The United States and Britain struck a trade deal on Tuesday to lift American tariffs on British steel and aluminum, while the UK will remove levies on U.S. motorcycles, whiskey, and tobacco.
Britain will be able to ship “historically-based sustainable volumes” of steel and aluminum goods to the United States starting June 1 without tariffs imposed under the Trump administration, Biden administration officials said.
In return, the UK will remove tariffs on more than $500 million worth of U.S. products, including distilled spirits, various agricultural products, and consumer goods. Sources said these include products such as Harley-Davidson motorcycles, Levi Strauss jeans, and bourbon whiskey.
The deal also requires that any UK steel company owned by a Chinese entity must have its financial records audited to assess influence from the Chinese regime. The results of these audits must also be shared with the United States.
The requirement will initially apply to British Steel, acquired by China’s Jingye Group in 2020.
The U.S. Department of Commerce said the deal serves as an example of President Joe Biden’s “commitment to rebuilding and strengthening relationships with our vital allies and partners, while working together to address unfair practices by countries like China.”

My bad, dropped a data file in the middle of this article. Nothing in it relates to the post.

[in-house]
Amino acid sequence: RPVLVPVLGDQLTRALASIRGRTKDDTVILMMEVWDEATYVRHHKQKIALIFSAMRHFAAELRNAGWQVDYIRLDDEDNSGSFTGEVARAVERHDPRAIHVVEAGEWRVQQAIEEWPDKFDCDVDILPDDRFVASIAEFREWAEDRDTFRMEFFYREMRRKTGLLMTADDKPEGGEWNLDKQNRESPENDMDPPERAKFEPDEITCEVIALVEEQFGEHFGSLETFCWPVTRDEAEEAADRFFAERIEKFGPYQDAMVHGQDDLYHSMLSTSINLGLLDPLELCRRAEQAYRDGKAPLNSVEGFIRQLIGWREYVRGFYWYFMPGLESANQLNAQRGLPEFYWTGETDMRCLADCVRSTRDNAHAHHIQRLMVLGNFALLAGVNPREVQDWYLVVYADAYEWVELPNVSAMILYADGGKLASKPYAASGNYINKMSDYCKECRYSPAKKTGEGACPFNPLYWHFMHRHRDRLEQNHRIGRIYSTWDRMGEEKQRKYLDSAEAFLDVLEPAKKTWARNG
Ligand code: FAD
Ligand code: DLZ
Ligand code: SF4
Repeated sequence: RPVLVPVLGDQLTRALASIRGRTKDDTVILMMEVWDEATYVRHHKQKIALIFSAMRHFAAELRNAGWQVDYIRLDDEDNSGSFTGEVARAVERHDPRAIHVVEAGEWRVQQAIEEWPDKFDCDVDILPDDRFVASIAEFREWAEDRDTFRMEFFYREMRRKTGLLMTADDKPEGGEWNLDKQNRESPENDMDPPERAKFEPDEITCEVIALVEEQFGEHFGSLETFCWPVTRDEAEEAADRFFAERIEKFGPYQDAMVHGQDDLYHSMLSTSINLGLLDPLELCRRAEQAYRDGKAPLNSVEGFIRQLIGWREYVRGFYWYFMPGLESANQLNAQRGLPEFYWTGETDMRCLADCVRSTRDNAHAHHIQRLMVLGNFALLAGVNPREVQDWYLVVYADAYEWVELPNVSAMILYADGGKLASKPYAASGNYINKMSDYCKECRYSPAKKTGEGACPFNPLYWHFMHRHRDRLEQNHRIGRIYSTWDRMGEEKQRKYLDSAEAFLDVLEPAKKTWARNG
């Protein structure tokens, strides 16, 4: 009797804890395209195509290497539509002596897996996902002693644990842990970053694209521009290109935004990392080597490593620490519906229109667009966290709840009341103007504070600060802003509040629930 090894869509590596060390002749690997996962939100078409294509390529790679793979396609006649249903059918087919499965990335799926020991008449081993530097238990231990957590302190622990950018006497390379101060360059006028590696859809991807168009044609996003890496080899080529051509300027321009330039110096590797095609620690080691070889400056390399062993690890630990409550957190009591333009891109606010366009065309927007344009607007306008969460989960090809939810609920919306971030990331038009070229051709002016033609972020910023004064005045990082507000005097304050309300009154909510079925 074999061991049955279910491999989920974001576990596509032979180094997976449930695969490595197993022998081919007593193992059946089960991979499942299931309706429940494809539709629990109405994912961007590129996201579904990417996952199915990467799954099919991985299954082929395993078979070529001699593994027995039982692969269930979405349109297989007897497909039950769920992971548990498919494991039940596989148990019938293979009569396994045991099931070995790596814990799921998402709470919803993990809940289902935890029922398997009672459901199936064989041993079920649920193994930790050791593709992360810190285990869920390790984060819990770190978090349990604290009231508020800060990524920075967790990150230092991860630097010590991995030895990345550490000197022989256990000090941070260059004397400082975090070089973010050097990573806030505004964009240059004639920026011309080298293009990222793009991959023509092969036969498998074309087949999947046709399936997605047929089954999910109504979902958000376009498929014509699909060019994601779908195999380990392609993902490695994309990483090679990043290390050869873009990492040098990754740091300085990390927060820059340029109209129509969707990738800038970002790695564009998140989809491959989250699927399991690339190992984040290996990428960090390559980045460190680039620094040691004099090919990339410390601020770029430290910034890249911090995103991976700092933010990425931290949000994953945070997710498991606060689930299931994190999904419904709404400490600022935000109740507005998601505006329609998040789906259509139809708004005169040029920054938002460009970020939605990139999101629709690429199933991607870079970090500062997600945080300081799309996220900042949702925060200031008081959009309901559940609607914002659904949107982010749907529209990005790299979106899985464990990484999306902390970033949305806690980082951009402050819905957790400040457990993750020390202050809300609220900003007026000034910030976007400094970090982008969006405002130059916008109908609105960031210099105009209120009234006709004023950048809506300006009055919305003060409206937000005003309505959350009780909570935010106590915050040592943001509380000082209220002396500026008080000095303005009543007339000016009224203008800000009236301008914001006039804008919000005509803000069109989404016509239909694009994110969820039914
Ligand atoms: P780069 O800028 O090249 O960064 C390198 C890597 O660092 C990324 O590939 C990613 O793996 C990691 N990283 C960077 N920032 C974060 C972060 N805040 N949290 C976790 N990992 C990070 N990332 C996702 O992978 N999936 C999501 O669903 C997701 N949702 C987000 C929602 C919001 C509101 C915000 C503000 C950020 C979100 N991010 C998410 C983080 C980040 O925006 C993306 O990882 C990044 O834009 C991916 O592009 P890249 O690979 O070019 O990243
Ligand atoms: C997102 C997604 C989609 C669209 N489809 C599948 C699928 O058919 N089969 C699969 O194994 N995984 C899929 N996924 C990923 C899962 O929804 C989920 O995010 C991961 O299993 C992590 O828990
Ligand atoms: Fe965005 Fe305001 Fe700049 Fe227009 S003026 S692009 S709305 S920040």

“By allowing for a flow of duty-free steel and aluminum from the UK, we further ease the gap between supply and demand for these products in the United States. And by removing the UK’s retaliatory tariffs, we reopen the British market to beloved American products,” Raimondo added.
The commerce secretary noted that the measures would also help ease inflation in the United States, where consumer prices have hit their highest level in four decades.
The agreement “delivers on President Biden’s vision to repair relationships with our allies,” U.S. Trade Representative Katherine Tai said in a statement.
British Prime Minister Boris Johnson praised the deal on Twitter, saying it is “fantastic news and a very welcome boost to our steel and aluminium industries.”
Britain’s trade minister, Anne-Marie Trevelyan, who met with Raimondo in Washington D.C., said the trade accord would help support some 80,000 jobs across Britain.
The Trump administration in March 2018 imposed tariffs of 10 percent on aluminum and 25 percent on steel under the Section 232 national security law to protect U.S. producers from a flood of subsidized imports.